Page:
FIG. 3-6 is a top view, FIG. 3-7 is a side view (before deployment), and FIG. 3-8 is a side sectional view (after deployment) of a second aspect of a tissue marker 305. Tissue marker 305 includes a disc 306 and a receiver 308. A pair of legs 307 extend from the bottom of disc 306, and insert into a pair of ramps 309 in the bottom of receiver 308, so that during deployment, pair of legs 307 come together tip-to-tip to entrap tissue. Receiver 308 retains disc 306 in a one-time assembly. Tissue marker 305 attaches to tissue securely during the surgical procedure, but may be pulled off of the tissue when no longer needed. Tissue marker 305 may be injection molded, for example, from any one of a number of biocompatible polymers.

FIG. 3-9 is a top view, FIG. 3-10 is a sectional side view (after deployment), and FIG. 3-11 is a side view (before deployment) of a third aspect of a tissue marker 310. Tissue marker 310 includes a plunger 311 inserted into a housing 312. A hook 314 is attached to plunger 311 and extends from the bottom of housing 311 when the surgeon squeezes plunger 311 and housing 312 together, much like the way a “fishing bobber” can be attached to a fishing line. A spring 313 biases retraction of hook 314 into housing 312. The surgeon may attach hook 314 into tissue and release plunger 311 to attach tissue marker 305 to the tissue. Plunger 311 and receiver 312 may be made of a biocompatible polymer, and hook 314 may be made of a stainless steel, for example.

FIG. 3-12 is a top view, FIG. 3-13 is a sectional side view (before deployment), and FIG. 3-14 is a side view (after deployment) of a fourth aspect of a tissue marker 315. Tissue marker 315 includes a plunger 316 inserted into a housing 317. A spring hook 318 is attached to plunger 316 and extends through the bottom of housing 317 and engages tissue (like a “cork screw”) when a surgeon grips plunger 316, and pushes and rotates tissue marker 315 against the tissue of interest.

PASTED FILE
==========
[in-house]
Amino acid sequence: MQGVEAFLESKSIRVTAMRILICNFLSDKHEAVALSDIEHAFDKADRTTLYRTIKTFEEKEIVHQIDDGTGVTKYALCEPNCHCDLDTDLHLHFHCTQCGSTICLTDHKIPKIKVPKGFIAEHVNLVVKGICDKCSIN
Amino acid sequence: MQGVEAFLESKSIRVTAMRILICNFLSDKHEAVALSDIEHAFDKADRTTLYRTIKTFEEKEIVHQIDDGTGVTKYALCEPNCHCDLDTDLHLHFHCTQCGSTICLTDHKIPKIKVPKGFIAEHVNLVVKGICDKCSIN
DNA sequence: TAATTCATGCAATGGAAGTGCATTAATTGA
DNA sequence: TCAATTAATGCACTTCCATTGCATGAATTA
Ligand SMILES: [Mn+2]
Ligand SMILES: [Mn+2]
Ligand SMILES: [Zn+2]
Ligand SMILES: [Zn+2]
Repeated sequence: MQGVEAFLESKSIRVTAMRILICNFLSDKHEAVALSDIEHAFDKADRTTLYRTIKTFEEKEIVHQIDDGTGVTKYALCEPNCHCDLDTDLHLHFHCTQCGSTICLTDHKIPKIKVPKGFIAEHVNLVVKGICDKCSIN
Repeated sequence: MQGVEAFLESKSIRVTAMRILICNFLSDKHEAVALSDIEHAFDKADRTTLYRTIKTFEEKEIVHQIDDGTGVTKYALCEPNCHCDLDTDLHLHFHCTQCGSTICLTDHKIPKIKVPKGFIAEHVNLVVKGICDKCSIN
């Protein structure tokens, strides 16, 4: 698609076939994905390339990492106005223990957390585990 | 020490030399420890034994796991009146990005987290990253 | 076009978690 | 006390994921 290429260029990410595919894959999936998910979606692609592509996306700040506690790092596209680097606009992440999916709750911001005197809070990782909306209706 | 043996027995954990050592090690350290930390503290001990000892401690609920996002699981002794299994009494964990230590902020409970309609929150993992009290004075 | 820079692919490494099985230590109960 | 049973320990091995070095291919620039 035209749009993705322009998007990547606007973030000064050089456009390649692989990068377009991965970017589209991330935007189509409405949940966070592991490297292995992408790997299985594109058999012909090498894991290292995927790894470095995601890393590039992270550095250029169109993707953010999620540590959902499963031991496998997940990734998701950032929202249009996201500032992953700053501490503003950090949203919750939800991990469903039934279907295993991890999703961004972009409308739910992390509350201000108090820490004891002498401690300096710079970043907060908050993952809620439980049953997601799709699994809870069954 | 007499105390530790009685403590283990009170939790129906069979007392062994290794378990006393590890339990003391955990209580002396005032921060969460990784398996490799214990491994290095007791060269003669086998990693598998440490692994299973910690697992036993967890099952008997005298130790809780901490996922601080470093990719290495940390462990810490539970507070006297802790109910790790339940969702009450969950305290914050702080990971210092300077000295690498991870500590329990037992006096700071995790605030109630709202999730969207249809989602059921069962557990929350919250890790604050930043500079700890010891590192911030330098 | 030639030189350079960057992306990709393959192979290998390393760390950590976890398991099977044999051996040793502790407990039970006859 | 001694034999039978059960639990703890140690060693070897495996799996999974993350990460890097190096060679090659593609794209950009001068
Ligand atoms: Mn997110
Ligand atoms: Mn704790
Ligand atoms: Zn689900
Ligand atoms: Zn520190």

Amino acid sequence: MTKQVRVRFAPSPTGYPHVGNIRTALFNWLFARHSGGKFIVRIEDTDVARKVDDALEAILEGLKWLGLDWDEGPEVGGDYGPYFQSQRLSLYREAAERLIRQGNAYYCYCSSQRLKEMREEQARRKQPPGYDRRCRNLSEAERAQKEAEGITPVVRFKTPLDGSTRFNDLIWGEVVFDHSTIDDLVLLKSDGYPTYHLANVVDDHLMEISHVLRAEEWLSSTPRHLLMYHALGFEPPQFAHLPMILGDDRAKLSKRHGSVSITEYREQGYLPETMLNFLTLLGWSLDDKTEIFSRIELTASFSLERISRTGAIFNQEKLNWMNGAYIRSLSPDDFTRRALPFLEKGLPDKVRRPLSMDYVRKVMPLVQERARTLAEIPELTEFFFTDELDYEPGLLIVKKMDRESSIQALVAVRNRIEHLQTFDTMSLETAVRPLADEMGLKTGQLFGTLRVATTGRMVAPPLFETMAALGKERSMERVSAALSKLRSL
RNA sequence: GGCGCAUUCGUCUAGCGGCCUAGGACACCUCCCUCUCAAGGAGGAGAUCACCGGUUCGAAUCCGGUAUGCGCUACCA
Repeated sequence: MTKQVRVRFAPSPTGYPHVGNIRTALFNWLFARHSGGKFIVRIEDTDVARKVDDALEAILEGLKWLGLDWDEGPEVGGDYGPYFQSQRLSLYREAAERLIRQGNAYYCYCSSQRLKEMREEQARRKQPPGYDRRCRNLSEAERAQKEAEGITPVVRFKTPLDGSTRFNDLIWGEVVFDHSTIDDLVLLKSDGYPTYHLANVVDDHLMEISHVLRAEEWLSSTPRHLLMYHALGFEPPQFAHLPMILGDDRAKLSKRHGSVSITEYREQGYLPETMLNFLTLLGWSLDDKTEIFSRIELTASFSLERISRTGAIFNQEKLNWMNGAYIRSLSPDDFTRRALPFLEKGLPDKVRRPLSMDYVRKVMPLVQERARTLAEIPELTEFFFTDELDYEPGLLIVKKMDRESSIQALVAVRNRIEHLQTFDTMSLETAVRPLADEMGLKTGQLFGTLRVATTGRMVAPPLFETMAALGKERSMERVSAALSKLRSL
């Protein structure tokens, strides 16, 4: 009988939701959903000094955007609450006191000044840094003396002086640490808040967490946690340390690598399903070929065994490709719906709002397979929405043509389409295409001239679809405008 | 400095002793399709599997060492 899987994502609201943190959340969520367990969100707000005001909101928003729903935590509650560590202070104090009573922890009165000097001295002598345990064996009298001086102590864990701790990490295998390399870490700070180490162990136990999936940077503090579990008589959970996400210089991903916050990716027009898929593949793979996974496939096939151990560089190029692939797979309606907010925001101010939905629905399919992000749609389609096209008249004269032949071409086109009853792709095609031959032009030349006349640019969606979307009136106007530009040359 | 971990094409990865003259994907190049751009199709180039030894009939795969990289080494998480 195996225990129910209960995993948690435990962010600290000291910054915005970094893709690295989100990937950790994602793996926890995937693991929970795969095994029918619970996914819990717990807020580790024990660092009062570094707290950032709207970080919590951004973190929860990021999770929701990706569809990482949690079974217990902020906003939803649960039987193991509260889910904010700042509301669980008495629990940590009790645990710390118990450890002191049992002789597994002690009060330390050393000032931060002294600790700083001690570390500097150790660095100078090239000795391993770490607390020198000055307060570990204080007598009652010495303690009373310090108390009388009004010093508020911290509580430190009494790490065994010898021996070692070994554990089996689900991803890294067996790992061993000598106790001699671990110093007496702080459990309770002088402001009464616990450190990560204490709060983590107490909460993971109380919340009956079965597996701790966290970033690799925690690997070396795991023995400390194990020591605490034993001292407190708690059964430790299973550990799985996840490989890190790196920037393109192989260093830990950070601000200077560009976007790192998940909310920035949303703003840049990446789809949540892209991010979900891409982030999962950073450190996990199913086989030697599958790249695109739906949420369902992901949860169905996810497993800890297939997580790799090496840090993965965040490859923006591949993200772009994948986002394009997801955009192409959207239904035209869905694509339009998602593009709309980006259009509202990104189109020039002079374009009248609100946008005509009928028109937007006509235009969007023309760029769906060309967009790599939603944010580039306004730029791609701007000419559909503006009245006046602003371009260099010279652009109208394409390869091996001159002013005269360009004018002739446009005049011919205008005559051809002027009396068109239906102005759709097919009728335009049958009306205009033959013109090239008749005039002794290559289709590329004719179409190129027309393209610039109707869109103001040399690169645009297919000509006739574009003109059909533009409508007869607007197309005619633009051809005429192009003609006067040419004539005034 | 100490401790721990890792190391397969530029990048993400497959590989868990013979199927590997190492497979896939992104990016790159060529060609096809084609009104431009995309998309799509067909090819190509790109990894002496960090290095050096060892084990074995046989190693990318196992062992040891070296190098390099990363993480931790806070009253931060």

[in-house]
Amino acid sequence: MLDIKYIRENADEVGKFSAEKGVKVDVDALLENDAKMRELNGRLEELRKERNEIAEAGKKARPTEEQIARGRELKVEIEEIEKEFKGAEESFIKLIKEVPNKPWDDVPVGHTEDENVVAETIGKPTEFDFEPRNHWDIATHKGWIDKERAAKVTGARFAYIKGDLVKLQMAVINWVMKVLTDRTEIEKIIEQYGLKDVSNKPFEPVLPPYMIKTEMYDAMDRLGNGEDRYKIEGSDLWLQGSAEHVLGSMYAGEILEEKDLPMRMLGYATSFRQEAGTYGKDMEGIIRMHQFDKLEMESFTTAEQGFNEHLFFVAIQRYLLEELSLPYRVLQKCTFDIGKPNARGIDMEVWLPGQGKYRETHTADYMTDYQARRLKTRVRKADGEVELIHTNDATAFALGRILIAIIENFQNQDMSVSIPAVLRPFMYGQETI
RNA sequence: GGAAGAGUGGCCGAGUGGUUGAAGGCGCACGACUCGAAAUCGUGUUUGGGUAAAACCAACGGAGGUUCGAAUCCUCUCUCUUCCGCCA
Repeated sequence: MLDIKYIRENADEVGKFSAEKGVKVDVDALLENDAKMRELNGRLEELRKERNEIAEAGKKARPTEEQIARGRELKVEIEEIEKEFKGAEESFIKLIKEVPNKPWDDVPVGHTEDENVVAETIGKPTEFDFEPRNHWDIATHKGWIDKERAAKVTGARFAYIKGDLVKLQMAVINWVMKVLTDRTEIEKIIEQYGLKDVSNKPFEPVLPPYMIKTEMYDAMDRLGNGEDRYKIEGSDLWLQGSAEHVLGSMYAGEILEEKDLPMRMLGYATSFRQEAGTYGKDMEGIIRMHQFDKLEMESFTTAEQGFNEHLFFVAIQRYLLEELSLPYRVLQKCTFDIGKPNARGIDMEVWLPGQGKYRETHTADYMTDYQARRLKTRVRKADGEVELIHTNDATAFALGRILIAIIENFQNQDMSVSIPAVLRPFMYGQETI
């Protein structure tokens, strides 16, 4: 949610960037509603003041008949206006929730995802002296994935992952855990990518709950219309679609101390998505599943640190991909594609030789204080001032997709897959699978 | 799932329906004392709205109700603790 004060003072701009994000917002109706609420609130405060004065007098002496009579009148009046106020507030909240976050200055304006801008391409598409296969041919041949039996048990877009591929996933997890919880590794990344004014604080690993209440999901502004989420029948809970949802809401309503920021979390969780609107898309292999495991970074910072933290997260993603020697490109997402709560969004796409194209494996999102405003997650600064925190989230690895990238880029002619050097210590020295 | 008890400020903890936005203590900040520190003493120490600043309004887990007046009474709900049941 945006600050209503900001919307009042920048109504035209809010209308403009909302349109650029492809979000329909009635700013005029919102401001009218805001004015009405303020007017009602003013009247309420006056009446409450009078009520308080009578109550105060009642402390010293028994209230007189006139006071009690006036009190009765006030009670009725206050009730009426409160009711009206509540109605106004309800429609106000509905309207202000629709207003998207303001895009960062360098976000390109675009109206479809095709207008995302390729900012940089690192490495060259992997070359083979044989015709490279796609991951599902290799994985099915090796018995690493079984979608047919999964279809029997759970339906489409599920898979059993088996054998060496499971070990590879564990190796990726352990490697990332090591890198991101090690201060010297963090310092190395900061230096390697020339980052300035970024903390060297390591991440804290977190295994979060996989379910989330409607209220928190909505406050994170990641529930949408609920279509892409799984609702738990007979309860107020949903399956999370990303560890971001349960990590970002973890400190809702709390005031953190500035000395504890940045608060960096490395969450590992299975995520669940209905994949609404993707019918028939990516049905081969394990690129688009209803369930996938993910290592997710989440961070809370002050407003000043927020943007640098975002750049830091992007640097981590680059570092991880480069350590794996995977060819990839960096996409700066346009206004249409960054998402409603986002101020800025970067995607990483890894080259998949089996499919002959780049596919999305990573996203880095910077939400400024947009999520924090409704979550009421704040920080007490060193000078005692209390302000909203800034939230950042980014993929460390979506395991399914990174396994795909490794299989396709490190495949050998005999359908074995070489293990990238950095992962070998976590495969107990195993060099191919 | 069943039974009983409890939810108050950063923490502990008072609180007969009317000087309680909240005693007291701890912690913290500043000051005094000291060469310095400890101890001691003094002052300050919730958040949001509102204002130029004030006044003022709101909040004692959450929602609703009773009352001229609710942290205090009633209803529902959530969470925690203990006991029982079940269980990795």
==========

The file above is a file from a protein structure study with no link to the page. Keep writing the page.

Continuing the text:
FIG. 3-15 is a side view, FIG. 3-16 is an end view, FIG. 3-17 is a front view (before deployment), and FIG. 3-18 is a front view (after deployment) of a fifth aspect of a tissue marker 319. Tissue marker 319 includes a crown 324 from which extend a pair of legs 321, spaced apart by a latch beam 323. A latch 322 extends from the bottom side of crown 324, so that when the surgeon deploys tissue marker 319 into the tissue of interest, latch 322 engages with a hole in beam 323 to hold legs 321 together, thus entrapping tissue and attaching tissue marker 319 to the tissue. A tab 320 extends from crown 320 to provide additional visibility and space for information. Tissue marker 319 may be injection molded from a biocompatible polymer. FIG. 3-19 is an end view, FIG. 3-20 is a front view (before deployment), and FIG. 3-21 is a front view (after deployment) of a sixth aspect of a tissue marker 325. Tissue marker 325 includes a hinged crown 326, from which extends a pair of legs 327 separated by a spring beam 328. Tissue marker 325 employs an “over-center” method of holding legs 327 together after deployment. When deployed, the bending of spring beam 328 provides a locking force to hold hinge crown 326 in the deployed configuration as shown in FIG. 3-21. Tissue marker 325 may be made of a biocompatible polymer.